The Startup Founder’s Dilemma – When to hire your first VPS?

The Startup Founder’s Dilemma – When to hire your first VPS?

This is the second post in this series. The first post is The Startup Founder’s Dilemma – How to scale sales?  As stated in that post, before considering hiring your first Vice President of Sales (VPS) you would have hired 2-4 sales reps, began growing recurring revenue and the founder(s) would be acting as the head of sales. 

Ultimately your first VPS will be able to drive more revenue per lead and scale the organization by implementing a strategy, a process, and a hiring and a training plan; but the main consideration here is: When is the right time to hire your first VPS?  That depends on how you answer the questions below. 

  • Do you have a repeatable sales process? 
  • Do you know what your ideal profile and targets look like? 
  • Do you know why you’re winning and losing deals? 
  • Do you have movement with your deal flow from the top to bottom of the funnel? 
  • Do you have a clear value proposition that is distinguished from the competition?  
  • Is your product competitive? 
  • Is marketing ready to help ramp up sales? 

Can you answer “yes to all the questions above? If so, you are ready to hire your first VPS.  With that said, I want to focus the rest of the post on the importance of the product and marketing. Hiring an experienced VPS without a strong product offering and a functioning marketing organization in a competitive market would be like starting Payton Manning with pee-wee receivers and running backs. Don’t expect your VPS to improve your product and execute a marketing strategy. 

Product
Are you winning deals because you have a superior product?  Your product needs to be differentiated in the market you’re competing in. A great product can make up for weaknesses in both sales and marketing. However, if your product offering is average at best compared to your competition then you will most likely get average sales results. Great sales and marketing can close the gap but not enough to be a leader in your industry. Be honest about the current state of your product and if its underdeveloped then it may be too early to add your VPS. The VPS cannot make up for an inferior product.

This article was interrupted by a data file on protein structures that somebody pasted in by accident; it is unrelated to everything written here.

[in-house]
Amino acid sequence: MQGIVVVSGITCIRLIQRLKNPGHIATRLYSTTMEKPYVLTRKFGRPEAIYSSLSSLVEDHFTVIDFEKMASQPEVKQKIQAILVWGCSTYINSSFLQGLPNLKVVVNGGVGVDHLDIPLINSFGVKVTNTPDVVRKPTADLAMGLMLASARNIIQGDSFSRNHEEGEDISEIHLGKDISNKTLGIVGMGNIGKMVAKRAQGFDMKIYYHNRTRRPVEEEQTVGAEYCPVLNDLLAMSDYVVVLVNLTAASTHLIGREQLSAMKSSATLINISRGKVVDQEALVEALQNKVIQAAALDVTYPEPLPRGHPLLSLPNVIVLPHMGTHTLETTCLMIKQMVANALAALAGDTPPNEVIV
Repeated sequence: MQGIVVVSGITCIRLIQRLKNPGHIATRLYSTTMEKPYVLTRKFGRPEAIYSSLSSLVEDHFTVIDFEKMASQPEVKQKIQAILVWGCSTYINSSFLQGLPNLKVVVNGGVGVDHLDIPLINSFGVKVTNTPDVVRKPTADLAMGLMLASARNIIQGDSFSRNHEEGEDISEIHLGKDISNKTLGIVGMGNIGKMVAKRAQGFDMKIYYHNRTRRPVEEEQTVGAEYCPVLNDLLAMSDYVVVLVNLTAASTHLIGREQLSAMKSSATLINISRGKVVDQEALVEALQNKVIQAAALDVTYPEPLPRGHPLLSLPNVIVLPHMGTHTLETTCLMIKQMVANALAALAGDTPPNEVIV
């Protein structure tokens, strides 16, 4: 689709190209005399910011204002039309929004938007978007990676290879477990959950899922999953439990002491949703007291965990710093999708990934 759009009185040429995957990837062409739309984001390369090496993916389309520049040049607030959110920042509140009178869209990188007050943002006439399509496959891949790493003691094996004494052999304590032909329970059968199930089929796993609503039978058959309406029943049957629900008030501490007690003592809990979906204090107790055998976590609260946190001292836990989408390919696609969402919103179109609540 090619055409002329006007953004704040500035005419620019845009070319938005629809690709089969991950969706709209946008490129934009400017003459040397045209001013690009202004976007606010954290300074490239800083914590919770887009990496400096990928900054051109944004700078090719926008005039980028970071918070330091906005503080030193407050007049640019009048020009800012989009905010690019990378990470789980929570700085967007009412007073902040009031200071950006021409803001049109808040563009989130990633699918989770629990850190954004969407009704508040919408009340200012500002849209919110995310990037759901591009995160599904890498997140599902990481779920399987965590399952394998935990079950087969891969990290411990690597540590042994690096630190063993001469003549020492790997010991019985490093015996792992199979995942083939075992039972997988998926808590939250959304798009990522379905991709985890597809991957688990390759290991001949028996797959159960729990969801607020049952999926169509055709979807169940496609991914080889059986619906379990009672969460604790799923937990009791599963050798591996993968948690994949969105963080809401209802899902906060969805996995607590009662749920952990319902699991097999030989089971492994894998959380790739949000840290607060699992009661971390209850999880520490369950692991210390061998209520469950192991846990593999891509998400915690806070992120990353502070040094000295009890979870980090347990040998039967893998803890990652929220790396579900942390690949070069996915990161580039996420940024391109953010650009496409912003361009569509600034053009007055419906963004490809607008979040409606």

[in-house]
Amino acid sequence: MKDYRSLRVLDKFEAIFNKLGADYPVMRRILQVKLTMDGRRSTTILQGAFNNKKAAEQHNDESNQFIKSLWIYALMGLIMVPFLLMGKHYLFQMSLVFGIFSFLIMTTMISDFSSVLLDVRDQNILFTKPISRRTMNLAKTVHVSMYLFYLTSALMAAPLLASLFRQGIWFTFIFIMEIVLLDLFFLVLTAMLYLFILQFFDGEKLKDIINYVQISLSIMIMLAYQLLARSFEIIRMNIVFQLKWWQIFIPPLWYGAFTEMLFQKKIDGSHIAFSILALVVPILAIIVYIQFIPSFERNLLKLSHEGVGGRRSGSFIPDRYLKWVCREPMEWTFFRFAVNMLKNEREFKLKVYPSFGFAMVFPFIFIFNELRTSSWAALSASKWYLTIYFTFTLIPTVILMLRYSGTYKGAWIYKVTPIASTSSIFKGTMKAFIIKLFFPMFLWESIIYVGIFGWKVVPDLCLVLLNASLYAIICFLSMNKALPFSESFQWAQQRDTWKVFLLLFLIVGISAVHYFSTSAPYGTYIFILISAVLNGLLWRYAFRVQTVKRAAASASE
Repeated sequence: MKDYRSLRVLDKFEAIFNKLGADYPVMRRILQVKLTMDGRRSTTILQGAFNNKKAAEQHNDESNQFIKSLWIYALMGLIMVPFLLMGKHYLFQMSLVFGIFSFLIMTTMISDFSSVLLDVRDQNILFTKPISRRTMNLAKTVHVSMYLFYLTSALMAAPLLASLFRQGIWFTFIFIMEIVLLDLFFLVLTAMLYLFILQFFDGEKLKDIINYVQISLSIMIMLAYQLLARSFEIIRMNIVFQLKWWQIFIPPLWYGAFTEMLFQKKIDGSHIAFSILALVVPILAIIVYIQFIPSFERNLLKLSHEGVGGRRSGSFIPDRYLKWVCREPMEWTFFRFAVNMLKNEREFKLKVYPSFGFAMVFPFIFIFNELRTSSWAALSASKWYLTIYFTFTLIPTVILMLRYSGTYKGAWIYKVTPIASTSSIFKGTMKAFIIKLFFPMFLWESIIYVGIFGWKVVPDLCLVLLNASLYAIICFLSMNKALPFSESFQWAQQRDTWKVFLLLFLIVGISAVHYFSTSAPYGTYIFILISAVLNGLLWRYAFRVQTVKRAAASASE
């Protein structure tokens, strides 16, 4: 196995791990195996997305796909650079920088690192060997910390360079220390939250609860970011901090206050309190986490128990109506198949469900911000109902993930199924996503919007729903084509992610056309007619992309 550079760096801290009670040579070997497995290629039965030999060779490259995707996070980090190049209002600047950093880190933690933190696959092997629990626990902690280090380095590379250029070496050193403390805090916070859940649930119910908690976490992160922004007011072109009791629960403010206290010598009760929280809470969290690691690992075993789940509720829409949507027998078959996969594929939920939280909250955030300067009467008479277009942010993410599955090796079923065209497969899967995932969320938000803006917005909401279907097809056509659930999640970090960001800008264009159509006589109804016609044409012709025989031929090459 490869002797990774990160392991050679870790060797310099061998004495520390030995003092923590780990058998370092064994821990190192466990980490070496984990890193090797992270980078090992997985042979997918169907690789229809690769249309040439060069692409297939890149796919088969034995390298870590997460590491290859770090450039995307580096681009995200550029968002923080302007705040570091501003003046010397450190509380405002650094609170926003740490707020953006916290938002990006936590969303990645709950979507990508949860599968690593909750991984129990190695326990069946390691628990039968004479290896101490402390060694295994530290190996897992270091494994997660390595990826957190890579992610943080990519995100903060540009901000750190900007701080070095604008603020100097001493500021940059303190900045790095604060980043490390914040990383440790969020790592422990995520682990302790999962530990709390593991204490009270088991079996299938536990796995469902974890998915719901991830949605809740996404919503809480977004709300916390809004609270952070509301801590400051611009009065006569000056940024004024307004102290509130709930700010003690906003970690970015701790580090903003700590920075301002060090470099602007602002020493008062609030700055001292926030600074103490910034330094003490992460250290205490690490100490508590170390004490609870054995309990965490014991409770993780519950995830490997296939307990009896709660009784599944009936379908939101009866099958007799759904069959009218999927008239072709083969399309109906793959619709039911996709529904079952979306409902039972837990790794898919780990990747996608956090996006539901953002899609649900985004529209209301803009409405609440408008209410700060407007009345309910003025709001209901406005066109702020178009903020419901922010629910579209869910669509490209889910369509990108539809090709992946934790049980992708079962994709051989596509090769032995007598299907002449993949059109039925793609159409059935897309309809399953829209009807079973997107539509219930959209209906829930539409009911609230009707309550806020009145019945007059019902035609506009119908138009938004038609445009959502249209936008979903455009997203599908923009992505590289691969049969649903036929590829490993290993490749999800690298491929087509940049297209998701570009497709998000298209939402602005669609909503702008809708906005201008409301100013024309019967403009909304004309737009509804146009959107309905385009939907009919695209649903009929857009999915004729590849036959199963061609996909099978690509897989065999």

Marketing
There are two keys areas where marketing can help make an impact with early stage sales; 1) building brand awareness and 2) filling the funnel. As a startup when calling on prospects you will certainly hear “I’ve never heard of your company before”. Sales needs to be able to address this concern and the best way to do that is through customer references and thought leadership. Marketing can be a tremendous help in building the brand as an industry thought leader through content development i.e. webinars, case studies, white papers etc. Utilizing the content created, marketing can then create a demand generation program that will help drive inbound leads that can in turn shorten the sales cycle. Since outbound tends to take longer to close, getting some warn leads will help offset the outbound lead generation process. Again, don’t expect your VPS to execute a marketing strategy.

Most proven VPS will be able to get good results; but without the horsepower from a great product and strong marketing, they’ll struggle to get exceptional and consistent results. 

Bottom line.
2-4 sales reps + growing recurring revenues + “yes” to the questions above = hiring your first VPS

Now the hard part, finding the right person for the job. Check out this great post by Jason M. Lemkin on the different profiles of the VPS

I would welcome your feedback and comments. 

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You can also find me @vincebeese and LinkedIn


Vince Beese

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